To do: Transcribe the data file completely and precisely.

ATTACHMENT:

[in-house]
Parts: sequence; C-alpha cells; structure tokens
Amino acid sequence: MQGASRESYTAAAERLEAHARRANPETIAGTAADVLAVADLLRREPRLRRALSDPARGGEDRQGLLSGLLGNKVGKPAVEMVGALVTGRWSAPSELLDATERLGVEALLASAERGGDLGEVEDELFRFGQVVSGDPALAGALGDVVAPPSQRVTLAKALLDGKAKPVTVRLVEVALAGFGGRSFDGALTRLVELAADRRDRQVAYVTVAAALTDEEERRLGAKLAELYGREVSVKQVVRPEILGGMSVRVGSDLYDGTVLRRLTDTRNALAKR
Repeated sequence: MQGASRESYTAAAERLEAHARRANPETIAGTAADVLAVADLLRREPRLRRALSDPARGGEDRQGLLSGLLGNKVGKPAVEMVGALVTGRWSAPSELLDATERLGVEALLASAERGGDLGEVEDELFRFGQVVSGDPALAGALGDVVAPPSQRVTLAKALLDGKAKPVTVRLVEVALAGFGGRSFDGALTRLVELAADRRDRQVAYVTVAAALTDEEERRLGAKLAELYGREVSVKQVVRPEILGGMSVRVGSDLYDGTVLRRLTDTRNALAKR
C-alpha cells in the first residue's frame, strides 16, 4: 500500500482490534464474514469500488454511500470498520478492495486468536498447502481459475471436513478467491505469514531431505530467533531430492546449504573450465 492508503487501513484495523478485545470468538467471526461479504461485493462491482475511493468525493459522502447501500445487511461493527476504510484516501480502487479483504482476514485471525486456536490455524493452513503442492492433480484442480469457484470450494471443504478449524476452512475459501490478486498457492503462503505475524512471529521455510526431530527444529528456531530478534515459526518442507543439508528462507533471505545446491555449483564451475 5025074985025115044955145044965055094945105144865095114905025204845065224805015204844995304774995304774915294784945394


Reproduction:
[in-house]
Parts: sequence; C-alpha cells; structure tokens
Amino acid sequence: MQGASRESYTAAAERLEAHARRANPETIAGTAADVLAVADLLRREPRLRRALSDPARGGEDRQGLLSGLLGNKVGKPAVEMVGALVTGRWSAPSELLDATERLGVEALLASAERGGDLGEVEDELFRFGQVVSGDPALAGALGDVVAPPSQRVTLAKALLDGKAKPVTVRLVEVALAGFGGRSFDGALTRLVELAADRRDRQVAYVTVAAALTDEEERRLGAKLAELYGREVSVKQVVRPEILGGMSVRVGSDLYDGTVLRRLTDTRNALAKR
Repeated sequence: MQGASRESYTAAAERLEAHARRANPETIAGTAADVLAVADLLRREPRLRRALSDPARGGEDRQGLLSGLLGNKVGKPAVEMVGALVTGRWSAPSELLDATERLGVEALLASAERGGDLGEVEDELFRFGQVVSGDPALAGALGDVVAPPSQRVTLAKALLDGKAKPVTVRLVEVALAGFGGRSFDGALTRLVELAADRRDRQVAYVTVAAALTDEEERRLGAKLAELYGREVSVKQVVRPEILGGMSVRVGSDLYDGTVLRRLTDTRNALAKR
C-alpha cells in the first residue's frame, strides 16, 4: 500500500482490534464474514469500488454511500470498520478492495486468536498447502481459475471436513478467491505469514531431505530467533531430492546449504573450465 492508503487501513484495523478485545470468538467471526461479504461485493462491482475511493468525493459522502447501500445487511461493527476504510484516501480502487479483504482476514485471525486456536490455524493452513503442492492433480484442480469457484470450494471443504478449524476452512475459501490478486498457492503462503505475524512471529521455510526431530527444529528456531530478534515459526518442507543439508528462507533471505545446491555449483564451475 5025074985025115044955145044965055094945105144865095114905025204845065224805015204844995304774995304774915294784945394